I once imported a gedcom with at least 75 cemetery names in the Master Location List, as well as innumerable place names in multiple formats. I’m sure this gedcom did not come from a Legacy Family Tree user because Legacy has a ream of quick tools for keeping the location list tidy and we all use them, of course. What took some time was outside Legacy tracking down the cemeteries in an area with an inordinate number of similarly-named churches and graveyards within a few blocks of each other.
If you’re interested in this sort of thing, and haven’t been there for awhile, (or ever) here’s a checklist of some simple things to do.
- Start with Options, and “Purge Unused”, then go back in and “Combine Duplicates”. Now, you’re already way ahead.
- Move all the cemeteries over to the Master Event Address List. Do this by clicking on one cemetery name at a time and then clicking Show List and tagging the list. Quick version: Tag the list on “1”, Search Tag “1” and use the Search results as they appear in the Name List. Enter the cemetery name for each person under Burial Address. They’ll be in the Master Event Address List automatically now. Clear your tags (under Edit/Tag Records) and go on to the next errant address until they can all be purged from the Master Location List.
- I’ve even seen dates in the Master Locations List. If you have any of those figure out where they belong and move them. If you can’t, put them into individual Notes as interesting artifacts. Maybe they’ll become clear later.
- Combine all the variations on the same place into one. It doesn’t matter if your chosen format is [city name], [county name] Co., abbrev [state name] or [city name], [county name] County., [full state name], just pick one and stick to it. Your charts will look much nicer if you’re consistent.
- Then start at the top of the Master Location List with anything that has a city name, click the blue globe in the bottom right corner, and get a county for it if it doesn’t have one.
Here it gets a little tricky because if you want to be strictly accurate you’ll have to use something like AniMap to track down what county that town was in for a particular year for each person. Being strictly-accurate is not an absolute requirement, but it can help a lot when you’re searching through other documents.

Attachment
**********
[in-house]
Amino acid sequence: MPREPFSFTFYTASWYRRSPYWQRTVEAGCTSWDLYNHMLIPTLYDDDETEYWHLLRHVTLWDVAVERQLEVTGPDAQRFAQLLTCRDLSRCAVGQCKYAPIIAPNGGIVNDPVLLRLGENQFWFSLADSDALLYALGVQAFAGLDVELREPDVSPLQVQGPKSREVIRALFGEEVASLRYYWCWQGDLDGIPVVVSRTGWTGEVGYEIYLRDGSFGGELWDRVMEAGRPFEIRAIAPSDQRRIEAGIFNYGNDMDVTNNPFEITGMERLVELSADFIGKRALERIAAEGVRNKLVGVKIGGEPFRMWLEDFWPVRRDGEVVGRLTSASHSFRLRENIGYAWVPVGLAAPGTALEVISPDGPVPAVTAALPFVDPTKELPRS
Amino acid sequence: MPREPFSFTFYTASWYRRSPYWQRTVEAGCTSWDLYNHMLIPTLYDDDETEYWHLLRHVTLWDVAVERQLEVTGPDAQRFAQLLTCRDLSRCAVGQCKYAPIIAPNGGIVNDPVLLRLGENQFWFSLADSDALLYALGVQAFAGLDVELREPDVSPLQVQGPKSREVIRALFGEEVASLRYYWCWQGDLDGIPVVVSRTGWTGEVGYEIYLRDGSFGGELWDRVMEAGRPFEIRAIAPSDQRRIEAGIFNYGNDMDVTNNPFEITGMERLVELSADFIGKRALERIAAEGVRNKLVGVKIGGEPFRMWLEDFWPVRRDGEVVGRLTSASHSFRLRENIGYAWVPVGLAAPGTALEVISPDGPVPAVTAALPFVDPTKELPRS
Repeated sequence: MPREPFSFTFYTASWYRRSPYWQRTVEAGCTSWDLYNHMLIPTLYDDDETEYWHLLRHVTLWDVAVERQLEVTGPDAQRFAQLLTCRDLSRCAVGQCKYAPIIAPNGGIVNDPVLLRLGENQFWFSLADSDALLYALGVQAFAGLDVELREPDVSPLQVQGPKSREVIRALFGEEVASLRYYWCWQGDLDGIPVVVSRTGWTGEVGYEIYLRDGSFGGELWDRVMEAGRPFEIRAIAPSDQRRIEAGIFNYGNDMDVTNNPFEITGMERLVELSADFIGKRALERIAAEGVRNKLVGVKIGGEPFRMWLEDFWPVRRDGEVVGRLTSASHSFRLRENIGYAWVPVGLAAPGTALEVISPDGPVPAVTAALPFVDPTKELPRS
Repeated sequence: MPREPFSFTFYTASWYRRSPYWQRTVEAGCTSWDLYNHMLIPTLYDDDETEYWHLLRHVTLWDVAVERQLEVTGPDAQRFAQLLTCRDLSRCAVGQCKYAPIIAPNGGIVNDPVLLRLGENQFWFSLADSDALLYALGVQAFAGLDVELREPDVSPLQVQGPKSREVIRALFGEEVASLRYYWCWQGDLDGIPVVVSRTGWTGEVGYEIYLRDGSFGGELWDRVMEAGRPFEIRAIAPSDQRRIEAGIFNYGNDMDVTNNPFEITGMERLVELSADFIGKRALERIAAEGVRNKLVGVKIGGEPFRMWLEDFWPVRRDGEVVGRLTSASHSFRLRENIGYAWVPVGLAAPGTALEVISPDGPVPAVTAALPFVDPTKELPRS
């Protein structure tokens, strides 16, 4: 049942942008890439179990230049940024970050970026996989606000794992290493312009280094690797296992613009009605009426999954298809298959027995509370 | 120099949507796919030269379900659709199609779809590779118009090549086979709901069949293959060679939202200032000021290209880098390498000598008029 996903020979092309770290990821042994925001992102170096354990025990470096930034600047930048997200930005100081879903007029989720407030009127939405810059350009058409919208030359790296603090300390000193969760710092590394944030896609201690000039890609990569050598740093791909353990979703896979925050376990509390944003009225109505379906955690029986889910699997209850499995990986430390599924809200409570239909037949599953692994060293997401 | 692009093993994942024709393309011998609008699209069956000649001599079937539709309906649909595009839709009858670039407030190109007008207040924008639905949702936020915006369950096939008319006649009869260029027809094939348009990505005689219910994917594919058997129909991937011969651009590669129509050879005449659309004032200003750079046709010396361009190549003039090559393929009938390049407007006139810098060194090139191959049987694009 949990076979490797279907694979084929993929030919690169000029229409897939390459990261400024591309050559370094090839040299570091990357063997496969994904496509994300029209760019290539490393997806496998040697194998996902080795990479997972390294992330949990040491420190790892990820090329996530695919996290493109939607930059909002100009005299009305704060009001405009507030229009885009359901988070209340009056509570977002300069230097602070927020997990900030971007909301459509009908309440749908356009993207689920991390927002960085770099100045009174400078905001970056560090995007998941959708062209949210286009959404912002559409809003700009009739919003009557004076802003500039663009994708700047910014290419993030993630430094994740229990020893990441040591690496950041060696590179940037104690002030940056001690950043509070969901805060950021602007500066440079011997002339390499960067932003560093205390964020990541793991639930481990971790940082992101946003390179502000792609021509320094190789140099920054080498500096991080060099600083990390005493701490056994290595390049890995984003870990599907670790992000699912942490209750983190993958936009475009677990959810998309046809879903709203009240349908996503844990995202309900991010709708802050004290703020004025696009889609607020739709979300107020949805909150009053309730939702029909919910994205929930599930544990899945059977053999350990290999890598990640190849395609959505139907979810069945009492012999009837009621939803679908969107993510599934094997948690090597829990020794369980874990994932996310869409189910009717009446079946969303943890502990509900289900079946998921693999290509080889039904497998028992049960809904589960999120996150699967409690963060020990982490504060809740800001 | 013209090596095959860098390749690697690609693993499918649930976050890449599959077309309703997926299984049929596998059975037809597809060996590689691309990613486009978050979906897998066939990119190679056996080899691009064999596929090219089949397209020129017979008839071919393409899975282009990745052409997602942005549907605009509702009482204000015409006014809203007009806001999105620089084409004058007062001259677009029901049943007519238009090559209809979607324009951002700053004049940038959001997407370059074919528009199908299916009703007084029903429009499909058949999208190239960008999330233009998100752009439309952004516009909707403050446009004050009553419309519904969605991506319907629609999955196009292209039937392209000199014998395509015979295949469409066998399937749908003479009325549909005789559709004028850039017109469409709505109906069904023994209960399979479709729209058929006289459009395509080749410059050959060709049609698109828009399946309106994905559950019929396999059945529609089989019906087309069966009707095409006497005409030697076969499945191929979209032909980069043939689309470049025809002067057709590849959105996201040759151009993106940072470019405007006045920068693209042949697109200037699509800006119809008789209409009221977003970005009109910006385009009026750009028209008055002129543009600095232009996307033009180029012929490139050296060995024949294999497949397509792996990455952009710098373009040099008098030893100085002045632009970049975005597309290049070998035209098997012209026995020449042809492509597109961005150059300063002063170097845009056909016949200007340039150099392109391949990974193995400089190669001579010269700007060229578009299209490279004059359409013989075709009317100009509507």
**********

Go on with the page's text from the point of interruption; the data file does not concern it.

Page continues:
If you have U.S. locations listed as only a county and state, you can still check the validity of the connections through the flag button above, a direct link to the USA County Verification List.
- You can also run the “USA County Verifier” listed under Tools on the main program screen. It will scan your entire database and create a report telling you if the county didn’t exist at the time you’re using it for. The report can include the RINs so it’s easy to work through deleting the errant counties for those individuals one by one. The more you work with your list the less this will be an issue.
- Sometimes I haven’t been able to verify a place name because the spelling’s off by a letter or two. That’s where the search options come in handy. I’ve often found what I need by leaving out the city or county name temporarily.
- The Legacy geodatabase does not contain U.S. township names so when you look up some “towns” they will appear to not exist. The best thing to do is go to your web browser and look them up. A really simple way of doing this is to click on the location at the top of the page as shown here. This will drop it into the box below and from there you can copy and paste it into a search engine.
Somewhere in the first few search results it should be clear if it is in fact a township so you can adjust your location name accordingly. Locations that get added through census records are often townships. If you still can’t find it chances are the name’s been changed. Back to AniMap.
- When you select a location from the Geo Location Database window it will open the box below and add in the co-ordinates automatically. This can come in handy when you want to calculate the distance between places. I started out thinking I would never use this feature but I was wrong. Sometimes knowing that two locations are 5 miles apart or 180 will be the deciding factor about whether a certain other piece of information is likely true or not.
- When you’ve verified a location, give yourself a gold star by clicking the “ver” button in the right hand column of the Master Location List screen. It saves you having to go through this with the same locations over and over, and it will give you a great sense of accomplishment.
With over 1,500 locations in my list I’ve gotten it down to a dozen I still can’t find. Does anyone know where “Sarrop, Odunsen, Denmark” is?